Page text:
The key skills in audio post-production: an interview with Nathalie Sidaros
Nathalie Sidaros has been teaching post-production at Musitechnic since early this year, and she shares with us some valuable advice for anyone who wants to pursue a career in the world of audio post-production. Since she graduated from Musitechnic in 2002, Nathalie has pursued a successful and passionate career in the world of audio, including working on the hit series “Têtes à claques” and “Les histoires bizarres du professeur Zarbi”. Like many other students, it was through music that Nathalie developed a passion for audio post-production. Realizing that a whole other world of creative possibilities existed through sound recording, Nathalie quickly jumped behind the console to develop her talent with both ambition and determination. It’s a real pleasure to listen to her sharing her passion in this podcast and to hear the tips she has to share.
The ability to be autonomous and responsible is paramount for someone who wants to work as a sound editor. Nathalie talks about her field as an environment where you often have to figure out things on your own. Thus, curiosity is key as she recommends to always be on the lookout for knowledge and to constantly learn more: “It’s so complex, it’s so complicated sometimes… But when you understand it, when you grasp it, you’re in control. But it takes time to master it and even when you become an expert there are still things to learn, or new approaches. Thus, knowing how to explore different ways of doing things and the ability to adapt are habits and qualities sought after in anyone who is passionate about sound design and wants to make a career of it. This requires not only self-taught learning but also openness to others, observing the techniques of one’s colleagues. This enriches one’s toolbox and allows for more options when faced with the various challenges of the profession.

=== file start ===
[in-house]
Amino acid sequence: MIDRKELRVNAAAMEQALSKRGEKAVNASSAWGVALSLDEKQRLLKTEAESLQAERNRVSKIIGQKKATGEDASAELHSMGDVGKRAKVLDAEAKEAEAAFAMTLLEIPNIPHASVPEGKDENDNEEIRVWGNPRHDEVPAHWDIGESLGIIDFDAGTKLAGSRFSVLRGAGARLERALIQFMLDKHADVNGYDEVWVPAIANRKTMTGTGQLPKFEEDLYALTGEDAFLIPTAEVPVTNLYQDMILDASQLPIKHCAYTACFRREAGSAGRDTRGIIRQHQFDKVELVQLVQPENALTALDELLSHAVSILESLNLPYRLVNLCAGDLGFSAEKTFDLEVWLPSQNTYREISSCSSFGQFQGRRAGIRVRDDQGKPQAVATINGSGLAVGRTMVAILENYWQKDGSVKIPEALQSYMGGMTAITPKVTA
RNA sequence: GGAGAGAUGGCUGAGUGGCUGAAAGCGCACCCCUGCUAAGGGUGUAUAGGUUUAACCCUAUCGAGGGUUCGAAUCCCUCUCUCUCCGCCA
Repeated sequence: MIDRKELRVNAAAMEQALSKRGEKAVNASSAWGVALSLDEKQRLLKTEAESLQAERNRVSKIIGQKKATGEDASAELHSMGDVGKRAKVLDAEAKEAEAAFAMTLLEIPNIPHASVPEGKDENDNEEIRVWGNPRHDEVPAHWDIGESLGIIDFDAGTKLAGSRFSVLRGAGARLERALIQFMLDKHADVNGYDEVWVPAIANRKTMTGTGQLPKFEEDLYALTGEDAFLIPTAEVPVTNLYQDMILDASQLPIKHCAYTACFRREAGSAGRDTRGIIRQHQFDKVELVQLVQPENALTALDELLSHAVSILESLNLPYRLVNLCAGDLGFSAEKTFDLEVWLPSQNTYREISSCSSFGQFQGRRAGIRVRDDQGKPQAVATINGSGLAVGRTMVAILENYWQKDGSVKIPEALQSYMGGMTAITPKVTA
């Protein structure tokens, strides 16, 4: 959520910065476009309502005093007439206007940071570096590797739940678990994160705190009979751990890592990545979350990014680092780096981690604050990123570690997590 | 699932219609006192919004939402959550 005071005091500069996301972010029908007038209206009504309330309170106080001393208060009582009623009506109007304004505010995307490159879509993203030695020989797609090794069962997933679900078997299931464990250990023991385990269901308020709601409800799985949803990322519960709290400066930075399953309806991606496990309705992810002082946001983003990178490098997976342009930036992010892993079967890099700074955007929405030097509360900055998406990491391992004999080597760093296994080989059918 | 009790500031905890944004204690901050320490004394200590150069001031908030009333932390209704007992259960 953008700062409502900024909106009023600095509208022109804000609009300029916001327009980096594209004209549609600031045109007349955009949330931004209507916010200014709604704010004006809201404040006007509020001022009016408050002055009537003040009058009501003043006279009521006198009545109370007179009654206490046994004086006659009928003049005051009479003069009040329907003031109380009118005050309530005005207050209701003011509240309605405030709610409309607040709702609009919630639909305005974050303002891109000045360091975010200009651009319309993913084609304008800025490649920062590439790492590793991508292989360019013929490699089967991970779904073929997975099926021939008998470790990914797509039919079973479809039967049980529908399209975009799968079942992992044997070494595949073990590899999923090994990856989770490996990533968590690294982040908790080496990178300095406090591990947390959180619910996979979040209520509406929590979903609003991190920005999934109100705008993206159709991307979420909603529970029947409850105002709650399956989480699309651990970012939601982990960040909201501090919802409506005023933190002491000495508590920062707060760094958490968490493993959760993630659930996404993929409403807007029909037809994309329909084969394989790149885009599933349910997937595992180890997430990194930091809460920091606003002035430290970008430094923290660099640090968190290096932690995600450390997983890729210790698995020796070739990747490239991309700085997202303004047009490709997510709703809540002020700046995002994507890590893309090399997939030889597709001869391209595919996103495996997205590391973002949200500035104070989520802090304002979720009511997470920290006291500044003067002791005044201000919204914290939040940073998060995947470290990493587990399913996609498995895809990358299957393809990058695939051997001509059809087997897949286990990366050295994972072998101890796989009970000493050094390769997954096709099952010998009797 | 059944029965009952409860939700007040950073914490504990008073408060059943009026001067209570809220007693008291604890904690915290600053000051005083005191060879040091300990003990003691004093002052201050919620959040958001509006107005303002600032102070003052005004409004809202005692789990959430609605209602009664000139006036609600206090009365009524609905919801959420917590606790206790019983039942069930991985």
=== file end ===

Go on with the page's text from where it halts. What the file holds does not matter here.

A good attitude
A positive attitude in the studio is essential to make the whole team feel comfortable working with the sound editor. At the same time, you have to learn to put your ego aside and not take the work as something too personal. In this field, there is a lot of pressure and when a client or a supervisor asks for changes, you have to react in a positive way and not think that the work is perfect: “You remain a link in a chain. You have to respect the others, those who are before you, those who are after you and those who have to ask you for things that are part of your tasks, it’s not the time to pout”. The professional attitude consists in remembering that we work for a project and not only for ourselves. Since conditions are not always ideal, often within short deadlines, it is necessary not to let situations undermine the positive and professional attitude of a good sound designer.
For Nathalie, the difference between an amateur and a professional is rigour: “It’s easy to do an edit and say: “This will do it.” The important thing is to go to the end of your know-how and your capacities when you do the work. In the end, it’s the name of the person who worked on the project that ends up in the credits and you have to understand that this signature will remain. In this environment, other professionals will quickly realize if the person in charge has turned corners. Nathalie urges students to understand that the important thing is to serve the project and to give their best. Being able to recognize that a project is finished and that it respects high quality standards is essential to the balance of a team because it is easy to want to push further in the perfection but it is necessary to know how to stop in time. Thus, rigour allows you to evolve, to test your limits and to push them further.
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